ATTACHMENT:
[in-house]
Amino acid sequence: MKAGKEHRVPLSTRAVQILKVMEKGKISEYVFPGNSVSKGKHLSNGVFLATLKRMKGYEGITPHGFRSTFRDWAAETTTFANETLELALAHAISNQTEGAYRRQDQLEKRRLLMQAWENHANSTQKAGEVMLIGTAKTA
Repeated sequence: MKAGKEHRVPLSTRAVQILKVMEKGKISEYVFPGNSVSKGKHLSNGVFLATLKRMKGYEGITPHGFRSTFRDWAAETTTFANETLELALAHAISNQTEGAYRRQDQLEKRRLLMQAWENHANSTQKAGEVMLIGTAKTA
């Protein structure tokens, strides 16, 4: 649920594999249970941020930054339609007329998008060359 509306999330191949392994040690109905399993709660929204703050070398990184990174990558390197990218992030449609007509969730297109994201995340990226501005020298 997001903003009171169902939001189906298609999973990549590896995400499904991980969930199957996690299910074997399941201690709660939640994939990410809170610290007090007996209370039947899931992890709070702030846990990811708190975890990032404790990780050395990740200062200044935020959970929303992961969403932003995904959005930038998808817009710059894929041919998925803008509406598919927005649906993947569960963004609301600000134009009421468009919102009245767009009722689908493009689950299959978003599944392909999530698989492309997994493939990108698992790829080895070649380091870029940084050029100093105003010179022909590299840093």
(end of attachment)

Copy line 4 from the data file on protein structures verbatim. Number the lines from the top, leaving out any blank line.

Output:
């Protein structure tokens, strides 16, 4: 649920594999249970941020930054339609007329998008060359 509306999330191949392994040690109905399993709660929204703050070398990184990174990558390197990218992030449609007509969730297109994201995340990226501005020298 997001903003009171169902939001189906298609999973990549590896995400499904991980969930199957996690299910074997399941201690709660939640994939990410809170610290007090007996209370039947899931992890709070702030846990990811708190975890990032404790990780050395990740200062200044935020959970929303992961969403932003995904959005930038998808817009710059894929041919998925803008509406598919927005649906993947569960963004609301600000134009009421468009919102009245767009009722689908493009689950299959978003599944392909999530698989492309997994493939990108698992790829080895070649380091870029940084050029100093105003010179022909590299840093």